Inaccuracies Of Manning Case

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On July 20, 1958, an elderly couple in Christian County, Kentucky were beaten to death in their home by intruders with a tire iron. Two suspects, Silas Manning and Willie Barker were arrested shortly after the murders and indicted by the grand jury on September 15, 1958. The prosecution believed the case against Manning was stronger; therefore, chose to try Manning first in hopes that once convicted, he would testify against Barker. Manning, of course, was not willing to incriminate himself. At the start of of Manning’s trial on October 23, 1958, the prosecution requested and obtained the first of what would amount to be 16 continuances in Barker’s trial. Due to numerous difficulties, it was not until December1962 that Manning was convicted …show more content…

While the Manning cases were ongoing, each term the prosecution sought a continuance in the Barker case. Barker, through his counsel, made no objection to the first eleven continuances; however, on the twelfth continuance (02/1962), his counsel filed a motion to dismiss which was rejected. Barkers counsel filed no objections to the 13th or 14th continuances but did object to the 15th and 16th to no avail. The final trial commenced on October 9, 1963, with Manning as the primary witness for the prosecution. Barker was convicted and received a life sentence.

Barker appealed his conviction with the state Court of Appeals claiming he had not received a speedy trial. His conviction was upheld. Barker then petitioned the District Court of Appeals who ruled that Barker had waived his speedy trial claim for the entire period prior to the date on which he had first objected to the delay (2/1962); therefore, it appeared he did not desire a speedy trial. The U.S. Supreme Court affirmed the judgment of the Court of Appeals on June 22, 1972.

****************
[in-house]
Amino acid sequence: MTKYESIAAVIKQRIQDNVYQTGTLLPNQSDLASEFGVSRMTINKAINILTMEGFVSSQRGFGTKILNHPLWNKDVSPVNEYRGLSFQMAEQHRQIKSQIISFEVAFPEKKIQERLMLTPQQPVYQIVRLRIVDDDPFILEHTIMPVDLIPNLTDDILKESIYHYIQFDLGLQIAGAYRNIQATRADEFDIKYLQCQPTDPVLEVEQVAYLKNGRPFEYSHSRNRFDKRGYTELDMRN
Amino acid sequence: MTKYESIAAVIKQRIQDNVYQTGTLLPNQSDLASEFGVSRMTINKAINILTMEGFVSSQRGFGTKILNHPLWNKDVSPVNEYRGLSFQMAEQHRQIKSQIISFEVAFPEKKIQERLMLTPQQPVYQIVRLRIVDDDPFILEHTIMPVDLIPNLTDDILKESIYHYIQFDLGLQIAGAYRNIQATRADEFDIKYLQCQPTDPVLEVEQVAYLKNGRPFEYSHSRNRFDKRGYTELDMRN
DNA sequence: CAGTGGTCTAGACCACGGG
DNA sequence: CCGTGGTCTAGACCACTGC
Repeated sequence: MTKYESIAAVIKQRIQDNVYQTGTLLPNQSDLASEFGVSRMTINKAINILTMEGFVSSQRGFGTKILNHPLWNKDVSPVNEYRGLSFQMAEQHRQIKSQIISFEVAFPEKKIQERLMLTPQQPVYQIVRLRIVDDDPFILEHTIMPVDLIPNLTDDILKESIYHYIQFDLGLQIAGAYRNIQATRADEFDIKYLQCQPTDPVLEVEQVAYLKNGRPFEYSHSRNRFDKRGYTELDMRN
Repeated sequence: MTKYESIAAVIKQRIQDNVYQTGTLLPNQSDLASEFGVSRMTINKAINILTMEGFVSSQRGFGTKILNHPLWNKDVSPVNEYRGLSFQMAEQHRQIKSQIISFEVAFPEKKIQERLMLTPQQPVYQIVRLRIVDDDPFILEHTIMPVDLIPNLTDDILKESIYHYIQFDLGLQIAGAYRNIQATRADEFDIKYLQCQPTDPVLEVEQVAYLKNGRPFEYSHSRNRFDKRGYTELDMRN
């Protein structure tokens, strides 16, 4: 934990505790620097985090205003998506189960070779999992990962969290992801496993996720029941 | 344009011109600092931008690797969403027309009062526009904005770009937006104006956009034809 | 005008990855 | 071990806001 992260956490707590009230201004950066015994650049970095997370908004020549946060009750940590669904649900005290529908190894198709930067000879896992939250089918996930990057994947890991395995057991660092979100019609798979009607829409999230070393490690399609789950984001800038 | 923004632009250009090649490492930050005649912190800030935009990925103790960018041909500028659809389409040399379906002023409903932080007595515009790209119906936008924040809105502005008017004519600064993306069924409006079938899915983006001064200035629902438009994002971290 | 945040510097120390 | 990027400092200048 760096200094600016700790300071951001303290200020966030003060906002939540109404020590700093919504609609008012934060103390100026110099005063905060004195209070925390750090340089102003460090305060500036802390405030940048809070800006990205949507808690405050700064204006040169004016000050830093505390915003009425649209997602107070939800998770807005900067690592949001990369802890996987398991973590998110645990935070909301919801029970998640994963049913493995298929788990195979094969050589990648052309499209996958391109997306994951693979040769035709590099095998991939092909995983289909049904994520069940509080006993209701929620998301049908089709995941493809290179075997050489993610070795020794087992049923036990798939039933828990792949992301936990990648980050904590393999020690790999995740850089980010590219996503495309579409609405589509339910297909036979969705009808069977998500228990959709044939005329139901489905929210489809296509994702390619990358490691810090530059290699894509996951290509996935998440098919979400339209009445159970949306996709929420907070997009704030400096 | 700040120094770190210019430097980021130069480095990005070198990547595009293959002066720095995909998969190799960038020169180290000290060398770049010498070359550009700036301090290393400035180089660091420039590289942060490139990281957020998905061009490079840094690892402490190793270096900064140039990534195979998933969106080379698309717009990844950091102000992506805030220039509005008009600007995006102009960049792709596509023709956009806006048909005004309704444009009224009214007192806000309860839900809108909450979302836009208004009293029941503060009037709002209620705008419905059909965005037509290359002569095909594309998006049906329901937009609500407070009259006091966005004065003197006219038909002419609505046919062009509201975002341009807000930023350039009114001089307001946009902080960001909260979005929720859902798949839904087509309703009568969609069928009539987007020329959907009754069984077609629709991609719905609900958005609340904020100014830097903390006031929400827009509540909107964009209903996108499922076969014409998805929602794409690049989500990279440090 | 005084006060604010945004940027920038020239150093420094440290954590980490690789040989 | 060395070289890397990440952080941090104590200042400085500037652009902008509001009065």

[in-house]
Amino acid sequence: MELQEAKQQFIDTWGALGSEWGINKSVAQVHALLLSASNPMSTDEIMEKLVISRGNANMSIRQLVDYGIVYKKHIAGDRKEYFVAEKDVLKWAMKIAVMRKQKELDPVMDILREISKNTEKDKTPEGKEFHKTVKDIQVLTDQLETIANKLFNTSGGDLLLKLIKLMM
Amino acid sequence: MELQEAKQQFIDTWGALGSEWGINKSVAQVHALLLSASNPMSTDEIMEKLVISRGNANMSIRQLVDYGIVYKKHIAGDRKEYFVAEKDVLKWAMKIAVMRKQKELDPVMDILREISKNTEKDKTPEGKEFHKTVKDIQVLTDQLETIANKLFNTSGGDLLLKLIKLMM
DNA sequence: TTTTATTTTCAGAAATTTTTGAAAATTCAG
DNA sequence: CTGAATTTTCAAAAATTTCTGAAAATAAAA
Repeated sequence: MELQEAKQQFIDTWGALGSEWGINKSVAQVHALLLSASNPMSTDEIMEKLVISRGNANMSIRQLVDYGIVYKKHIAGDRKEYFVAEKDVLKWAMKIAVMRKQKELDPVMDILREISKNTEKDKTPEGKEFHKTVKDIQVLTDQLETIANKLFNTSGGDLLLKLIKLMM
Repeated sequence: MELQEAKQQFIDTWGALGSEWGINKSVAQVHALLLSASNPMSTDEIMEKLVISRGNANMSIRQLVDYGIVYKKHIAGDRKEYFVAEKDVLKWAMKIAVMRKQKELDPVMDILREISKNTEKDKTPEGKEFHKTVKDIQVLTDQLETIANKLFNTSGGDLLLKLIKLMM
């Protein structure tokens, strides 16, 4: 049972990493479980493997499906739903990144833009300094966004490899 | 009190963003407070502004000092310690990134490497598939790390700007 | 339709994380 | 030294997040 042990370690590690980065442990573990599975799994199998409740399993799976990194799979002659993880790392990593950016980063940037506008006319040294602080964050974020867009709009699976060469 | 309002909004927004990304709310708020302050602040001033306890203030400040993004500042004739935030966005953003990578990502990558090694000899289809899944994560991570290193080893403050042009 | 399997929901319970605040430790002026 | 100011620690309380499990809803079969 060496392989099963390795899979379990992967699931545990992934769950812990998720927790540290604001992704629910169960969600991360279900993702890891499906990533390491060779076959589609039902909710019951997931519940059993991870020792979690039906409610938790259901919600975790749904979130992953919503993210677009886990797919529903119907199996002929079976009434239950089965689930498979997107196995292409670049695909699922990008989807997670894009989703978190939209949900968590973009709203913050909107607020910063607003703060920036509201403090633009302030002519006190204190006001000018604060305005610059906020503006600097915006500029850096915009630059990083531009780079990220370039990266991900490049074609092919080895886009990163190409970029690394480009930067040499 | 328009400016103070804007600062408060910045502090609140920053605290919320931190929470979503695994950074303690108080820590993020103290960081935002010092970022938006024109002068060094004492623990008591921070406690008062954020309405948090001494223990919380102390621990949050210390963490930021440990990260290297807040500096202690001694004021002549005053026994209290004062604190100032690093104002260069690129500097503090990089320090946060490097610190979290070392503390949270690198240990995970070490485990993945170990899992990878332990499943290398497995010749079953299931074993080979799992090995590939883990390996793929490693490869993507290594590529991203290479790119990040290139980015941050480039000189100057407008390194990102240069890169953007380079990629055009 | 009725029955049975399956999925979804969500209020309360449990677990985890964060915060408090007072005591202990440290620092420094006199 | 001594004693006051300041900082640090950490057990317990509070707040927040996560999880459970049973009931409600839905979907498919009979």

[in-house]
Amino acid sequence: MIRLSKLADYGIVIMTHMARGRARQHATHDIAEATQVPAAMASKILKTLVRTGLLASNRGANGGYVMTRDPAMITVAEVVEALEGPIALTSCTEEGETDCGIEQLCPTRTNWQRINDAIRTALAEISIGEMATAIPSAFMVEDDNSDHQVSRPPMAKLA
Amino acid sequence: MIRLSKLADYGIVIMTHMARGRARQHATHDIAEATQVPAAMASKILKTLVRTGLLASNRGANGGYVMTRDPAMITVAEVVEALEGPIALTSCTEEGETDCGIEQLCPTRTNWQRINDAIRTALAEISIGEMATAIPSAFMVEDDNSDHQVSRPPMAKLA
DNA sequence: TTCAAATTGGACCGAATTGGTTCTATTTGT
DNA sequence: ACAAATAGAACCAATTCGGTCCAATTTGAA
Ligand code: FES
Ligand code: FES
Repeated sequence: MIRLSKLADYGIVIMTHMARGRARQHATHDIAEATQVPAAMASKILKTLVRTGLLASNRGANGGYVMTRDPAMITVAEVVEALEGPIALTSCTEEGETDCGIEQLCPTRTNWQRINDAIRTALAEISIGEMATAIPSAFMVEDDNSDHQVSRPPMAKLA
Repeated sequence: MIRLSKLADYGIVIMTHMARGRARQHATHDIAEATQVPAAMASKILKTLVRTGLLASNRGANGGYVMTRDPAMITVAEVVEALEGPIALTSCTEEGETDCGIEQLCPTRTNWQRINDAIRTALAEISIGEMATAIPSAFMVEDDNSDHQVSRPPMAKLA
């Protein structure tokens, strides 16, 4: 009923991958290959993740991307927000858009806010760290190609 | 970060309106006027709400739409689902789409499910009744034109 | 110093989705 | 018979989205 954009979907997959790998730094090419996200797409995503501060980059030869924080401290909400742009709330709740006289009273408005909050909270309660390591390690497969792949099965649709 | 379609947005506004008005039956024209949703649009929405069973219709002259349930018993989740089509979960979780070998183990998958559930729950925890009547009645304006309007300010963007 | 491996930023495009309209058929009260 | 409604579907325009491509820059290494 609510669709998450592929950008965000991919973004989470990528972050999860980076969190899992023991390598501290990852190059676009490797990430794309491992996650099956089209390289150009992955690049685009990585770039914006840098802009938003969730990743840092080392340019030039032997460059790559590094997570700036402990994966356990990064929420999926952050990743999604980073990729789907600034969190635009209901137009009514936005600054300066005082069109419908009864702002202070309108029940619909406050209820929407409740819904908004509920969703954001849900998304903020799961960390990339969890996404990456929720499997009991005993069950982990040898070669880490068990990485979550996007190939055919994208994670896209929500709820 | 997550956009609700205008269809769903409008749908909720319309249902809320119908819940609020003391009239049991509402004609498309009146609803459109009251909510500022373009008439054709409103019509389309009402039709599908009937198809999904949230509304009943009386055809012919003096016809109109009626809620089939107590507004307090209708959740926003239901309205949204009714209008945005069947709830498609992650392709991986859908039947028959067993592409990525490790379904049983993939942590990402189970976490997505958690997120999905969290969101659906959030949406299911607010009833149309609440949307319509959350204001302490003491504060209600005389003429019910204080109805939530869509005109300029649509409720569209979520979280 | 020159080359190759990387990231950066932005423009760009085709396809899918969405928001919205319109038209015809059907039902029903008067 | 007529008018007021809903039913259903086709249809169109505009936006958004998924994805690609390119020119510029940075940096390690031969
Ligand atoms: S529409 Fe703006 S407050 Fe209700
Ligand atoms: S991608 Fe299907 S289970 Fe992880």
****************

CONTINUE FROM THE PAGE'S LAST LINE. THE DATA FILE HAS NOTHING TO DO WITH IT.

Overall, this case focused on the defendant, Barker’s, sixth amendment constitutional right to a speedy trial and whether or not that right was …show more content…

The reasoning used as a factor in determining whether the speedy trial right had been denied was whether or not Barker had asserted his right; however, a waiver of that right could not be presumed, except as to delay caused by the petitioner. In its opinion, the Court utilized a four factor balancing test approach in which to determine if the right to a speedy trial had been denied: length of the delay, the reason for the delay, the defendant's assertion of his right, and prejudice to the defendant; whereas the conduct of both the prosecution and petitioner were to be balanced. The Court considered the 5 year length of delay to be extraordinary; however, felt the counterbalancing factors to this were the fact that Barker had not wanted a speedy trial and the prejudice was minimal; therefore, his rights had not been

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